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At OIA’s annual Rendezvous event, held last week in Asheville, N.C., all the structured conference materials were designed to inspire conversations in the hallways and back home. Here are some of the lessons that Rendezvous 2014 attendees will take back to their teams.
Debbie Motz and Stacey Gellert, Eastern Outdoor Reps Association
Debbie: I’ll be reconfirming our internal narrative, which is the story you tell. It’s articulating who those little angels and devils are that sits on your shoulder and tell you what you want.
Stacey: I really resonated with the “what it feels like to be emotionally hijacked” concept — just being able to acknowledge the physical and emotional responses when things get tough. Learning about emotional EQ was also great. It was amazing to see how many of us were influenced by mentors who had high emotional intelligence.
Mattison Crowe, Sterling Ropes
The breakout sessions about storytelling was really valuable for making sure our company narrative resonates with what people need. It sounds obvious, but it’s amazing how easy it is to get away from that.
Elizabeth O’Farrell and Kari Rice, Mountain Hardwear
Kari: It’s nice to feel like you’re working toward a common goal and not as competitors. It’s nice to have a culture of sharing and instead of hiding and protecting.
Elizabeth: I’m in HR and part of my goal is to create great experiences for our employees. That’s what this conference does — it creates great experiences for attendees and it’s something we can model after.
Karen Henry and Jonathan Koops, Efficia Brand Logistics
Karen: One takeaway for me was how important it is to stand out from the competition through your story — continually innovating so that your story is different from others.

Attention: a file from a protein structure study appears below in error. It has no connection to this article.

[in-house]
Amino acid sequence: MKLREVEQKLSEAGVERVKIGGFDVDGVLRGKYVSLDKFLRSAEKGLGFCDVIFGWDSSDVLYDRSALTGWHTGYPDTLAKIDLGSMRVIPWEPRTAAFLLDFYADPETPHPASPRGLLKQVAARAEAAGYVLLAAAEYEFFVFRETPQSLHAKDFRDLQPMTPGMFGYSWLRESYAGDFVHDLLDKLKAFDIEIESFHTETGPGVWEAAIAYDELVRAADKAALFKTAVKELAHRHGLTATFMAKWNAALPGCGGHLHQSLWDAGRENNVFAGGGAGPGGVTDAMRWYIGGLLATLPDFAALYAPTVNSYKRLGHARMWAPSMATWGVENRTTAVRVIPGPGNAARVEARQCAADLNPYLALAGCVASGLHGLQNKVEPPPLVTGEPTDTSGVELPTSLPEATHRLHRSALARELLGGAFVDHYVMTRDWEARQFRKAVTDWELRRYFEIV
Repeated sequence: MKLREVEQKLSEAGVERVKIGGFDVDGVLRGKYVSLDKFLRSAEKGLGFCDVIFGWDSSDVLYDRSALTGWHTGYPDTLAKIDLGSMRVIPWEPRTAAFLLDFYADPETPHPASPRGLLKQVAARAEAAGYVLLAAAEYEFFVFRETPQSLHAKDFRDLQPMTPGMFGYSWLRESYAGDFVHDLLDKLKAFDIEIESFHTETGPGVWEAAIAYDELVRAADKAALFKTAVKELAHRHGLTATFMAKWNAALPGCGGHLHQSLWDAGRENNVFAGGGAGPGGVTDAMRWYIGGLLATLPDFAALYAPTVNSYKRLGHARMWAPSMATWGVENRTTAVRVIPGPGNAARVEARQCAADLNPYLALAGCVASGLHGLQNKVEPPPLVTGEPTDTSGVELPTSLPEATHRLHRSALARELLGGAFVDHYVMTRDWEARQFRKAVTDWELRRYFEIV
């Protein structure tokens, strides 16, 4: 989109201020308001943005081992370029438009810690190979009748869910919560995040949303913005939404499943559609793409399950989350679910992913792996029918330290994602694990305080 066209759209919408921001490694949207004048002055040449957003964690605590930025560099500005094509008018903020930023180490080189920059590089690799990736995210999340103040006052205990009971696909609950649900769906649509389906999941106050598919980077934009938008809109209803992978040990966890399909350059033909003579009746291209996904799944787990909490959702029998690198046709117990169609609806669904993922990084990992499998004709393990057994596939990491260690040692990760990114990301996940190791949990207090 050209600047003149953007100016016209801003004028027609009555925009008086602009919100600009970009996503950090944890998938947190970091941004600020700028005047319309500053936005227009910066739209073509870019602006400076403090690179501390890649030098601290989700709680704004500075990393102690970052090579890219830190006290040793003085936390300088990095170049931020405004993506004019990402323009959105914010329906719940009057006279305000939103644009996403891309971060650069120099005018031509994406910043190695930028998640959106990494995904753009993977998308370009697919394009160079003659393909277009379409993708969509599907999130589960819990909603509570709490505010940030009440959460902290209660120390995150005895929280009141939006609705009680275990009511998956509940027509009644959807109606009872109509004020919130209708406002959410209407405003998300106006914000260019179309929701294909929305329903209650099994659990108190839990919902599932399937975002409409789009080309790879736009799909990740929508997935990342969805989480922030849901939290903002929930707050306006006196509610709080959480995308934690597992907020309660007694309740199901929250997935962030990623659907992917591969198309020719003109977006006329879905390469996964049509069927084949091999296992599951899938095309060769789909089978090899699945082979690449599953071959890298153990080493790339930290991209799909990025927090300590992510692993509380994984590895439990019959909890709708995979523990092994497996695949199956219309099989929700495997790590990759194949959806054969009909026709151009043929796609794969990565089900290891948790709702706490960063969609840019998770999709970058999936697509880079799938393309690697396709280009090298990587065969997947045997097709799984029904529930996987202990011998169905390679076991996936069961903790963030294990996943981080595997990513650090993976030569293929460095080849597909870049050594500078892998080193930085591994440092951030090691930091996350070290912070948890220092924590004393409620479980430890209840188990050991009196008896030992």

Jonathan: Learning about the spectrum of customers was interesting. People want the same timeless outdoor experiences as before, but many people want to experience them in new ways. That creates a wide spectrum of customers.
Brad Werntz, Buff USA
Just like everyone else, we’re looking to tap into new younger market segments but it’s a great message to not forget our core customer. The Boomers aren’t dead yet!
Kerry Konrady, OluKai
We were encouraged about the opportunity to mint a new sector of people who are drawn to the outdoors but are redefining the experience through technology and diversity in their action.
Deanne Buck, Outdoor Industry Women’s Coalition
My takeaway is that we have the answers in the room to solve the opportunities in front of us. Many of the speakers are outside the industry and kept referencing how fortunate we were to work in industry. It left me wondering if whether the answers aren’t already in the room.
Erin Hoffarth, Mountain Khakis
My favorite takeaway was getting the opportunity to talk with others in the industry — other manufactures, reps, retailers, non-profits, media — that I can relate to, learn from and use as a sounding boards.
Lori Herrera, Outdoor Industry Association
One of the top issues and priorities is the consumer of the future and who that is and expanding it. Businesses need to decide which segment they want to pursue and OIA wants to help them understand those niches.